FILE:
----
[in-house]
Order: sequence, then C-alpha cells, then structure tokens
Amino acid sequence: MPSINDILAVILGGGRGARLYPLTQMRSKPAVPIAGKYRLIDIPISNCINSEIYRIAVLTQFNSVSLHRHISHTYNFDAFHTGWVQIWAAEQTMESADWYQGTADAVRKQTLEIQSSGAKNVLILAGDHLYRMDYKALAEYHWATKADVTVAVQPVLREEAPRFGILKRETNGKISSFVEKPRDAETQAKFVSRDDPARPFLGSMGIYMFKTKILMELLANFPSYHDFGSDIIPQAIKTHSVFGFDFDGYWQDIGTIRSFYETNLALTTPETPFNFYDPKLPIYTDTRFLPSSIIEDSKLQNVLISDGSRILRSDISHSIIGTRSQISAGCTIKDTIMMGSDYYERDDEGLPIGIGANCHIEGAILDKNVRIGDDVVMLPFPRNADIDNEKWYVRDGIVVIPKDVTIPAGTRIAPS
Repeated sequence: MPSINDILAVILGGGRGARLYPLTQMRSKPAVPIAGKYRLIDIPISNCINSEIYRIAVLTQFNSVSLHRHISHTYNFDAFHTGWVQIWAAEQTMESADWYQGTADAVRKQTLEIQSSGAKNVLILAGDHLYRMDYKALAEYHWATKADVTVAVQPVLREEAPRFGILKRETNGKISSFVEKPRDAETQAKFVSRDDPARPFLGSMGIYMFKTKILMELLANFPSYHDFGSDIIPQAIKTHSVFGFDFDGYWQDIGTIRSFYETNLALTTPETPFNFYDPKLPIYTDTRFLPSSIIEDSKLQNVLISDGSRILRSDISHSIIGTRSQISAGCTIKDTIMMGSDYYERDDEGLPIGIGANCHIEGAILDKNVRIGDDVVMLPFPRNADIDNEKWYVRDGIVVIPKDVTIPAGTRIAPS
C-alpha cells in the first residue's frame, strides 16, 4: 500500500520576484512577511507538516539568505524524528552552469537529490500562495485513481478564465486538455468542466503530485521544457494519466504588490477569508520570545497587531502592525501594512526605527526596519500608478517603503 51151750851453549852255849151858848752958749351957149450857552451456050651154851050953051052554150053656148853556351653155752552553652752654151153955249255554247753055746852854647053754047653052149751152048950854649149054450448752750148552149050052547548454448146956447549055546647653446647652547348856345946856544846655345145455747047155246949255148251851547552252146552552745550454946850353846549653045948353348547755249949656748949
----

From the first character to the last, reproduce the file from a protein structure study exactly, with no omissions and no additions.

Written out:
[in-house]
Order: sequence, then C-alpha cells, then structure tokens
Amino acid sequence: MPSINDILAVILGGGRGARLYPLTQMRSKPAVPIAGKYRLIDIPISNCINSEIYRIAVLTQFNSVSLHRHISHTYNFDAFHTGWVQIWAAEQTMESADWYQGTADAVRKQTLEIQSSGAKNVLILAGDHLYRMDYKALAEYHWATKADVTVAVQPVLREEAPRFGILKRETNGKISSFVEKPRDAETQAKFVSRDDPARPFLGSMGIYMFKTKILMELLANFPSYHDFGSDIIPQAIKTHSVFGFDFDGYWQDIGTIRSFYETNLALTTPETPFNFYDPKLPIYTDTRFLPSSIIEDSKLQNVLISDGSRILRSDISHSIIGTRSQISAGCTIKDTIMMGSDYYERDDEGLPIGIGANCHIEGAILDKNVRIGDDVVMLPFPRNADIDNEKWYVRDGIVVIPKDVTIPAGTRIAPS
Repeated sequence: MPSINDILAVILGGGRGARLYPLTQMRSKPAVPIAGKYRLIDIPISNCINSEIYRIAVLTQFNSVSLHRHISHTYNFDAFHTGWVQIWAAEQTMESADWYQGTADAVRKQTLEIQSSGAKNVLILAGDHLYRMDYKALAEYHWATKADVTVAVQPVLREEAPRFGILKRETNGKISSFVEKPRDAETQAKFVSRDDPARPFLGSMGIYMFKTKILMELLANFPSYHDFGSDIIPQAIKTHSVFGFDFDGYWQDIGTIRSFYETNLALTTPETPFNFYDPKLPIYTDTRFLPSSIIEDSKLQNVLISDGSRILRSDISHSIIGTRSQISAGCTIKDTIMMGSDYYERDDEGLPIGIGANCHIEGAILDKNVRIGDDVVMLPFPRNADIDNEKWYVRDGIVVIPKDVTIPAGTRIAPS
C-alpha cells in the first residue's frame, strides 16, 4: 500500500520576484512577511507538516539568505524524528552552469537529490500562495485513481478564465486538455468542466503530485521544457494519466504588490477569508520570545497587531502592525501594512526605527526596519500608478517603503 51151750851453549852255849151858848752958749351957149450857552451456050651154851050953051052554150053656148853556351653155752552553652752654151153955249255554247753055746852854647053754047653052149751152048950854649149054450448752750148552149050052547548454448146956447549055546647653446647652547348856345946856544846655345145455747047155246949255148251851547552252146552552745550454946850353846549653045948353348547755249949656748949